The root cause is that the SRM service must be running. If it is not, start the service and then restart the web client service on the vCenter server.
I had to redeploy a vCenter Server Appliance recently and got an error when opening vCenter: sysimage.fault.SSLCertificateError.
This is caused by the certificate on the vCenter Server changing. This causes the Upgrade Manager needing to be re-registered with the vCenter Server. Luckily, VMware provides a utility to do just that. Go to your vCenter Upgrade Manager Server (The appliance does not include this, so it will typically be installed on a separate Windows Server).
Go to “C:\Program Files (x86)\VMware\Infrastructure\Update Manager” and open the file “VMwareUpdateManagerUtility”.
I recently had an issue where I was unable to remove a datastore from the vCenter Server Inventory. The datastore was grayed out and when right-clicking, had no options. After some digging and some research in SQL, I found a way to manually do this in the vCenter database. Every datastore is given a unique ID and can be found and removed inside of the database.
Warning: Always make a SQL backup before attempting any manual database changes. You never know when things might break and you need to restore.
So here we go:
select ID from VPX_ENTITY where name = ‘datastore_name’
delete from VPX_DS_ASSIGNMENT where DS_ID=ID;
delete from VPX_VM_DS_SPACE where DS_ID=ID;
delete from VPX_DATASTORE where ID=ID;
delete from VPX_ENTITY where ID=ID;
If you want to verify that everything went correctly, you can run the following:select * from VPX_DS_ASSIGNMENT where DS_ID=ID; select * from VPX_VM_DS_SPACE where DS_ID=ID; select * from VPX_DATASTORE where ID=ID; select * from VPX_ENTITY where ID=ID;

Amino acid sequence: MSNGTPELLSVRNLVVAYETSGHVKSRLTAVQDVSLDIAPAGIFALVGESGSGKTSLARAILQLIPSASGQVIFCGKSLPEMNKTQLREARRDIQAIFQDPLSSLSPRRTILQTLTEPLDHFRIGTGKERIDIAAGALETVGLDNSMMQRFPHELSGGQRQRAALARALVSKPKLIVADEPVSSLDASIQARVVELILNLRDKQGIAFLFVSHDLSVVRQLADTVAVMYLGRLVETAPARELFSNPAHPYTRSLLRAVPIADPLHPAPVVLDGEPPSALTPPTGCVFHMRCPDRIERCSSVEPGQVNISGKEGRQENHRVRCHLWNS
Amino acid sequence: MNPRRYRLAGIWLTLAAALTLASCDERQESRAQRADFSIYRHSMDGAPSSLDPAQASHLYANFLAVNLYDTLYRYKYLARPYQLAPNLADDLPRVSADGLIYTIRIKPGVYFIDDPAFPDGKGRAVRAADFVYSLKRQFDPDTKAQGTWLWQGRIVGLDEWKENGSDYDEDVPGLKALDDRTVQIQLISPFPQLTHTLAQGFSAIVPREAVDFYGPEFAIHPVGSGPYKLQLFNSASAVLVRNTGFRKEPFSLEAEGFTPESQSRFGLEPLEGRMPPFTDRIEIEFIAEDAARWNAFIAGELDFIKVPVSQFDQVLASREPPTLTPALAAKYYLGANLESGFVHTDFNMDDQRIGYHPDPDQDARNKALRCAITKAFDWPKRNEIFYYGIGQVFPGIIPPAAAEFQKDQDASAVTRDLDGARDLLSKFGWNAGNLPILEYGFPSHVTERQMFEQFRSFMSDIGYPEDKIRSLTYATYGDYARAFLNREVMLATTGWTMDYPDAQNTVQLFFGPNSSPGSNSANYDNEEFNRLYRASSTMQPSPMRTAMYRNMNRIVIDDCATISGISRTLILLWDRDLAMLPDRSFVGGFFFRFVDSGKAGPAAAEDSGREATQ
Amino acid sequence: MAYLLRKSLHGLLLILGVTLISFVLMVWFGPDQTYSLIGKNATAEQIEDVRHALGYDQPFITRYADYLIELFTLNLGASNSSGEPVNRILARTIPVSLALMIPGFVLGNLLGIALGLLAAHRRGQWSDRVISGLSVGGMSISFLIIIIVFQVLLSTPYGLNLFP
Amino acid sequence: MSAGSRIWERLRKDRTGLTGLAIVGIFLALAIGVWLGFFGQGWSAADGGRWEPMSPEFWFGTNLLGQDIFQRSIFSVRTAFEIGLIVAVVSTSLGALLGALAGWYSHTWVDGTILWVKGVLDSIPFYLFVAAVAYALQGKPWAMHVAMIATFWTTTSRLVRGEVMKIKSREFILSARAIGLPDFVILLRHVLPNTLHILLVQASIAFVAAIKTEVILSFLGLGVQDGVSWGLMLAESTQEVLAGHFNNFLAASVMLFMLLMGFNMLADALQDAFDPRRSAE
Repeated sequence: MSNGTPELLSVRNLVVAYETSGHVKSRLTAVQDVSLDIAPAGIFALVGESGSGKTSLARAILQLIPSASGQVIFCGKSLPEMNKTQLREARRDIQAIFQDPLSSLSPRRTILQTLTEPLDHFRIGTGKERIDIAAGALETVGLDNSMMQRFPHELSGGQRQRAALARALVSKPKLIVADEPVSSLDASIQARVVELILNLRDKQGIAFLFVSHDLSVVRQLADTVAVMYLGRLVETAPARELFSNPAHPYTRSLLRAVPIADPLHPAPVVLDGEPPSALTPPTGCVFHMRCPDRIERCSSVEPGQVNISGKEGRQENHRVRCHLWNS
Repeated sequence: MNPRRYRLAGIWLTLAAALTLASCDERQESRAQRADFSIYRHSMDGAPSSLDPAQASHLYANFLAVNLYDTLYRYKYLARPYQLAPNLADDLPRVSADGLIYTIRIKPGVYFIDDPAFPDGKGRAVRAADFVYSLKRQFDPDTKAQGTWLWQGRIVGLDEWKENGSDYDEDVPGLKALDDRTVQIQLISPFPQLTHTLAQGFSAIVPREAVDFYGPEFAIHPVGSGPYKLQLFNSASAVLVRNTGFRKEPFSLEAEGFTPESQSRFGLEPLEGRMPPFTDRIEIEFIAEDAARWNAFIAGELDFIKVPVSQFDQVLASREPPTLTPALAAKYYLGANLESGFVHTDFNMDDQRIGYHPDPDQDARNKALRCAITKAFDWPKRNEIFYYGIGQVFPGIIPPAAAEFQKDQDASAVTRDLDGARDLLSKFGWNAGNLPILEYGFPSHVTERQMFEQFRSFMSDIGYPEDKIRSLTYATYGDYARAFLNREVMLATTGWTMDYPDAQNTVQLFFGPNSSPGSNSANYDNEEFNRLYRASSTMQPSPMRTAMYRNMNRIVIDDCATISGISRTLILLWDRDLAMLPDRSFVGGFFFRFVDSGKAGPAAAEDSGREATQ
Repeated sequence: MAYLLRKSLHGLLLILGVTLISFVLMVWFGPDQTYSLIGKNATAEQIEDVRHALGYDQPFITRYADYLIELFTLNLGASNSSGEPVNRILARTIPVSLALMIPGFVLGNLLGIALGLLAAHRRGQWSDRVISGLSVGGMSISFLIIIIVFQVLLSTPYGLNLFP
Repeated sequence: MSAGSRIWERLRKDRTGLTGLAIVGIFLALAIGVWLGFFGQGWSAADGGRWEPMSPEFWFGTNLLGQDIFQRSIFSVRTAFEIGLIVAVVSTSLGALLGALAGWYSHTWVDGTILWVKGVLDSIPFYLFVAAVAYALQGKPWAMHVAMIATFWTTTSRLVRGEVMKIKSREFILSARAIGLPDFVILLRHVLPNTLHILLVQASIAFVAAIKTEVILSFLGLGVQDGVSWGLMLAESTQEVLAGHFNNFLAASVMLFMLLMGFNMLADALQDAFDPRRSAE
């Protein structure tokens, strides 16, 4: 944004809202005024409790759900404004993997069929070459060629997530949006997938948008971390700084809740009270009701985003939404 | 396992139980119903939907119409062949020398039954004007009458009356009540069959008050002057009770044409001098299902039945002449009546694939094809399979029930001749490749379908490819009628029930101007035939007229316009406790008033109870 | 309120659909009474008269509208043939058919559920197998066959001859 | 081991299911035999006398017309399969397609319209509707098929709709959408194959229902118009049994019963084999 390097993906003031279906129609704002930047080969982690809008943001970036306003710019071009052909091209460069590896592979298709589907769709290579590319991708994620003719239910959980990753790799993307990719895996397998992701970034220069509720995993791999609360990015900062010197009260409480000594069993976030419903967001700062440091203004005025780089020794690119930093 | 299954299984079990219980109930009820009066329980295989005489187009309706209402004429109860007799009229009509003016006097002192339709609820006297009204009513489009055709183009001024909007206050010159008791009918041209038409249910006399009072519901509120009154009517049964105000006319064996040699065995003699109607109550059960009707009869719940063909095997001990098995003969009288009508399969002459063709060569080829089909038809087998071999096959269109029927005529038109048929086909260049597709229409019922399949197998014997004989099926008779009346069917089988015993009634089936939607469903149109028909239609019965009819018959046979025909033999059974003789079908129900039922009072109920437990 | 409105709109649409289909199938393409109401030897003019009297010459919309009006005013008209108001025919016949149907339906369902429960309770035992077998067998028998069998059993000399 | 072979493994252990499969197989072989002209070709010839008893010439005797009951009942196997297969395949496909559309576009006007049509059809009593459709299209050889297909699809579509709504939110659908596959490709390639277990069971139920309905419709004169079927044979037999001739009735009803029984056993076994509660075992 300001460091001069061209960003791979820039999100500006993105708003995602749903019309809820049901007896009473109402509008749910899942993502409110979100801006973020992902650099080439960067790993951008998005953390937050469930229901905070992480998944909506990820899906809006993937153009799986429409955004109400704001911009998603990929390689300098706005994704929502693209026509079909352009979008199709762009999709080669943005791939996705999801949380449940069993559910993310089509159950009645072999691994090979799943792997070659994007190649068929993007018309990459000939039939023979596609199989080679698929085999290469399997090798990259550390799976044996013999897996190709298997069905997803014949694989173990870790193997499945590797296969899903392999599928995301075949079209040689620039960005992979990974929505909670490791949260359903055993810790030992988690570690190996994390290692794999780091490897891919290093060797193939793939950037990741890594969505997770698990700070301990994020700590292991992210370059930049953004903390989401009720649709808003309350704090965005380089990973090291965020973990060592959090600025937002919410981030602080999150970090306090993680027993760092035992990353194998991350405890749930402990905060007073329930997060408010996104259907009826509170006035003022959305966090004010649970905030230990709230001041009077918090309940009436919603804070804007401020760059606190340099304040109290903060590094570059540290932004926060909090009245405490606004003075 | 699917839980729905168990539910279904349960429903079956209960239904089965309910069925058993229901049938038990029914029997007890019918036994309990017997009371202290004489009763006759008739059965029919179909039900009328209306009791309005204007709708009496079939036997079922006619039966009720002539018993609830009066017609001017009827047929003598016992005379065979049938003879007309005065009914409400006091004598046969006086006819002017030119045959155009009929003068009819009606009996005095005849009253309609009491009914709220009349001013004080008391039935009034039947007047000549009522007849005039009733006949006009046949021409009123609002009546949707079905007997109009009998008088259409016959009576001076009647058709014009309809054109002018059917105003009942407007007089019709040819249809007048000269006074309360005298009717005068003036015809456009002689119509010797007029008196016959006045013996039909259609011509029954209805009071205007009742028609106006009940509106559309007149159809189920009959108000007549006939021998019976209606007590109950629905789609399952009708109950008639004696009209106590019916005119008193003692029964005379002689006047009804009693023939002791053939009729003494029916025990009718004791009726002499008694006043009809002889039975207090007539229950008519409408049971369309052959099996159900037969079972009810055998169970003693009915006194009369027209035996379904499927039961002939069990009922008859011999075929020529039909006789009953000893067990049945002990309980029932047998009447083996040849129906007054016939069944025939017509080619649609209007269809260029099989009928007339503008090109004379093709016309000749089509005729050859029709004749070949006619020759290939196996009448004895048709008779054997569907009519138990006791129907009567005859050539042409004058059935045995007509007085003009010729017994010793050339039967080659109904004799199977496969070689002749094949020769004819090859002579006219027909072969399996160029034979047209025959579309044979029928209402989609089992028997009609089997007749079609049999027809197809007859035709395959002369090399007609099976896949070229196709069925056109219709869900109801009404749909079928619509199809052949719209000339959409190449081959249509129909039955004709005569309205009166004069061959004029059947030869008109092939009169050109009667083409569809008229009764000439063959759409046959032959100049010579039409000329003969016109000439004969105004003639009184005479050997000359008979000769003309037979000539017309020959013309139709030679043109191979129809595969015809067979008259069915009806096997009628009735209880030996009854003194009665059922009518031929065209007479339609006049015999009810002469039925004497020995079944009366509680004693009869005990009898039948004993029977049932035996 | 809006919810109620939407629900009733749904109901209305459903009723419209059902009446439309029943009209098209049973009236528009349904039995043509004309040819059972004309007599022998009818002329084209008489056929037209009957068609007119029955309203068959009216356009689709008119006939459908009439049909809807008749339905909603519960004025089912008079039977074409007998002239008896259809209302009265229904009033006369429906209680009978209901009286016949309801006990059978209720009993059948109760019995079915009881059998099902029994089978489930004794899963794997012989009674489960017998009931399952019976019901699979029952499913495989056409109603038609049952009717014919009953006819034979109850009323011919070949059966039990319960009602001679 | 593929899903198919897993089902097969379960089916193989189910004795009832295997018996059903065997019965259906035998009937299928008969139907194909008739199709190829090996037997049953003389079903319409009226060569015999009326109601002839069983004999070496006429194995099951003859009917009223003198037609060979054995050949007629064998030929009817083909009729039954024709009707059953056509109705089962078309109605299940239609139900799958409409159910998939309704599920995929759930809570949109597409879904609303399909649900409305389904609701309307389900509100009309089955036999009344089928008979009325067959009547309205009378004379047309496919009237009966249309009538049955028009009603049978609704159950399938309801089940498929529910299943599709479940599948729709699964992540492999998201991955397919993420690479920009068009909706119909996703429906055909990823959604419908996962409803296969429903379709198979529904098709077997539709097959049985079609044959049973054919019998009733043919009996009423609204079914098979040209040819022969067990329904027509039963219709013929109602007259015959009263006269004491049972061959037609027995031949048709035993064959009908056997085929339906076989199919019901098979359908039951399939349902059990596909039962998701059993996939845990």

Now you’ve removed the datastore from the database and can start the vCenter Server Service again. If you don’t see that it has been removed, a reboot may help. I rebooted my server just to be on the safe side.
You can check out this VMware KB for more info.
A recent issue we experienced was seeing hosts disconnecting from vCenter and reconnecting. The host would drop and randomly come back for about an hour or more. The VM’s never saw any issues nor was there any type of outage. It was that vCenter could no longer see the host.
After quite a bit of troubleshooting, I started digging around in the vCenter Server Settings (Administration > vCenter Server Settings). In this menu, there is a tab for Runtime settings. I noticed that we only had the vCenter Server Name filled in and not the vCenter Server Managed IP. The window looks as follows:
After completing all the fields in this window, the hosts magically all reconnected and have not dropped again. This is due to the fact that the hosts use these settings to check in with the vCenter box and they let the host know who it’s being managed by. As you can guess, if the host doesn’t know who’s managing it, it doesn’t know who to check in with.
The more curious issue was that this field hadn’t even been filled out, but didn’t start immediately. Which made troubleshooting more difficult and made us all panic as we started getting numerous alerts for hosts dropping.
As best practice, whether you only have 1 vCenter server, is to fill out all these fields and enure they are correct. Especially if you want the host to check in with the correct vCenter server and you don’t want the heart attack of seeing numerous hosts suddenly disconnecting from vCenter.